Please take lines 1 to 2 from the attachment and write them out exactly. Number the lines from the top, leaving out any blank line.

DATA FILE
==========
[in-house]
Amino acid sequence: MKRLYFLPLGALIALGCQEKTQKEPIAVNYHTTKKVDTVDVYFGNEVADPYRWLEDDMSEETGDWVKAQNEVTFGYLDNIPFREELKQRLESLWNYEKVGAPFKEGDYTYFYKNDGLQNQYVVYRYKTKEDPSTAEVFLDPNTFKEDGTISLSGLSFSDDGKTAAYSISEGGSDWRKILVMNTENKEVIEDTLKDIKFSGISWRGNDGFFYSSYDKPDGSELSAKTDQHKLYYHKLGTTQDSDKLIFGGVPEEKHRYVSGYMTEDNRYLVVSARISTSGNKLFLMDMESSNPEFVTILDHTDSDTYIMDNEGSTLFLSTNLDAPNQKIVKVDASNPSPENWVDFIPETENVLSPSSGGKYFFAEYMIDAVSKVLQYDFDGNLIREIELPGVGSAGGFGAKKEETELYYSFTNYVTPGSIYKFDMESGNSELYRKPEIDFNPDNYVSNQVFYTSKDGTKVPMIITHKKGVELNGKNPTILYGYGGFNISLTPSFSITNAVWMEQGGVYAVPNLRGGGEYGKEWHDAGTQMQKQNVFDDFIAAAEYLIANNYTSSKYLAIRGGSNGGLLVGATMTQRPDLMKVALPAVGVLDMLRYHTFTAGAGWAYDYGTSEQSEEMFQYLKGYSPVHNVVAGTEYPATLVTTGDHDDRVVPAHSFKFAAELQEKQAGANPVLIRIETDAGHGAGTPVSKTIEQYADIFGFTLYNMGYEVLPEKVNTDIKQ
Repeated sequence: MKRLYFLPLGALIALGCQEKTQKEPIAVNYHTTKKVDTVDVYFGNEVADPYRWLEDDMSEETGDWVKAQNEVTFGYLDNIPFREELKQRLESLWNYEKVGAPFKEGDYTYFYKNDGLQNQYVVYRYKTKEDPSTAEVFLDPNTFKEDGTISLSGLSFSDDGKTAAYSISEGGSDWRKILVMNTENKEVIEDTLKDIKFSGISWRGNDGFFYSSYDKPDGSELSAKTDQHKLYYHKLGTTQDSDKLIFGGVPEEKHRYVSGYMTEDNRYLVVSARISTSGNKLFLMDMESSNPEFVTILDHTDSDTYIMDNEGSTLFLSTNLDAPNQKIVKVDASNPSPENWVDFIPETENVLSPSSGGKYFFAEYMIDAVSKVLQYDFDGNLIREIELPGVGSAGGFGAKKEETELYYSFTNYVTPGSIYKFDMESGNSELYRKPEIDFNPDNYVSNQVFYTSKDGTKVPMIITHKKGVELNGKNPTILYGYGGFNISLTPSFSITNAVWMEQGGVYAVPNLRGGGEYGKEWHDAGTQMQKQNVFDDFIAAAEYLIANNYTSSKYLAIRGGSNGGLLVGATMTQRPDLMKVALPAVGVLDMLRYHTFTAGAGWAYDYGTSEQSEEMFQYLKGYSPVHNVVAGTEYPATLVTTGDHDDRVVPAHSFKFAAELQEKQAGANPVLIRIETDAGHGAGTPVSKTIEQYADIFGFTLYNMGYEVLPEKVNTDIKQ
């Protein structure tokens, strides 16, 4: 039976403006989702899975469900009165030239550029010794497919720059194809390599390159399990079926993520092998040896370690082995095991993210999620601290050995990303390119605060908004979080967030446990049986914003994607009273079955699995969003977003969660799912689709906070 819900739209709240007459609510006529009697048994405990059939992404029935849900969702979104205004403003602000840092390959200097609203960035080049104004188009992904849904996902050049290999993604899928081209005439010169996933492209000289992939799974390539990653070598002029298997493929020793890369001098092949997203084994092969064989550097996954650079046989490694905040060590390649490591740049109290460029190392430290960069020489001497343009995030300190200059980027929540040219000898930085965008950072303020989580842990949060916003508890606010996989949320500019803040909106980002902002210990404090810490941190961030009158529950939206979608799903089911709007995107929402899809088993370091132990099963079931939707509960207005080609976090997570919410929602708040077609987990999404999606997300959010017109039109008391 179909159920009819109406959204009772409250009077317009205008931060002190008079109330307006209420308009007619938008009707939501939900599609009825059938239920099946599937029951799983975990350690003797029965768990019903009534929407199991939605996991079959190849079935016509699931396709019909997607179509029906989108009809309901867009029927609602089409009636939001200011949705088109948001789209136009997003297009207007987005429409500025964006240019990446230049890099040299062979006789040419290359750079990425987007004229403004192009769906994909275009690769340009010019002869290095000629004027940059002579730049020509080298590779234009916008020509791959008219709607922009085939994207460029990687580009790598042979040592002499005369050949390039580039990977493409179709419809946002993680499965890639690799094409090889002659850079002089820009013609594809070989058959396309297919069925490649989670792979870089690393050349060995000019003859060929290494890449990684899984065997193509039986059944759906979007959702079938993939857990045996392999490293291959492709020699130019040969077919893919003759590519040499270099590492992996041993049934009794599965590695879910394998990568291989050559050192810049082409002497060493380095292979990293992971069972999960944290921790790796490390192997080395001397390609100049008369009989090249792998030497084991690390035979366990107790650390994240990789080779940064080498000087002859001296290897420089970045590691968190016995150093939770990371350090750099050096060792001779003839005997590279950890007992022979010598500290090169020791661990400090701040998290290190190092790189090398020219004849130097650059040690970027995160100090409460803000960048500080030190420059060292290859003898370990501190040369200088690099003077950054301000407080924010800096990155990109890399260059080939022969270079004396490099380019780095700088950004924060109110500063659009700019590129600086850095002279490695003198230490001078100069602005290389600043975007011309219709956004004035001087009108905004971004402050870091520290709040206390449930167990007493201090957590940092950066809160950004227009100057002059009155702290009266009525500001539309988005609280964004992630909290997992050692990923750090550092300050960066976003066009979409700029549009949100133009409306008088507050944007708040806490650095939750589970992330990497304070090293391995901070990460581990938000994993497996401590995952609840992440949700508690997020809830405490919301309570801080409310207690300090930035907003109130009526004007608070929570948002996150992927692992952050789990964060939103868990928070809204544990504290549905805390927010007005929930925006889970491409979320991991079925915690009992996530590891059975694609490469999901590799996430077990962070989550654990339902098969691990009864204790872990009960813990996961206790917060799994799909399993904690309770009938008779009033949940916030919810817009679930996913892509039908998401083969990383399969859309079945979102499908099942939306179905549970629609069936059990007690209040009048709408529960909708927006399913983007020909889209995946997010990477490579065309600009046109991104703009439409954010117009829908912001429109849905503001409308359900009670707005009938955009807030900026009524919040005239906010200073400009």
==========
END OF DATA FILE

[in-house]
Amino acid sequence: MKRLYFLPLGALIALGCQEKTQKEPIAVNYHTTKKVDTVDVYFGNEVADPYRWLEDDMSEETGDWVKAQNEVTFGYLDNIPFREELKQRLESLWNYEKVGAPFKEGDYTYFYKNDGLQNQYVVYRYKTKEDPSTAEVFLDPNTFKEDGTISLSGLSFSDDGKTAAYSISEGGSDWRKILVMNTENKEVIEDTLKDIKFSGISWRGNDGFFYSSYDKPDGSELSAKTDQHKLYYHKLGTTQDSDKLIFGGVPEEKHRYVSGYMTEDNRYLVVSARISTSGNKLFLMDMESSNPEFVTILDHTDSDTYIMDNEGSTLFLSTNLDAPNQKIVKVDASNPSPENWVDFIPETENVLSPSSGGKYFFAEYMIDAVSKVLQYDFDGNLIREIELPGVGSAGGFGAKKEETELYYSFTNYVTPGSIYKFDMESGNSELYRKPEIDFNPDNYVSNQVFYTSKDGTKVPMIITHKKGVELNGKNPTILYGYGGFNISLTPSFSITNAVWMEQGGVYAVPNLRGGGEYGKEWHDAGTQMQKQNVFDDFIAAAEYLIANNYTSSKYLAIRGGSNGGLLVGATMTQRPDLMKVALPAVGVLDMLRYHTFTAGAGWAYDYGTSEQSEEMFQYLKGYSPVHNVVAGTEYPATLVTTGDHDDRVVPAHSFKFAAELQEKQAGANPVLIRIETDAGHGAGTPVSKTIEQYADIFGFTLYNMGYEVLPEKVNTDIKQ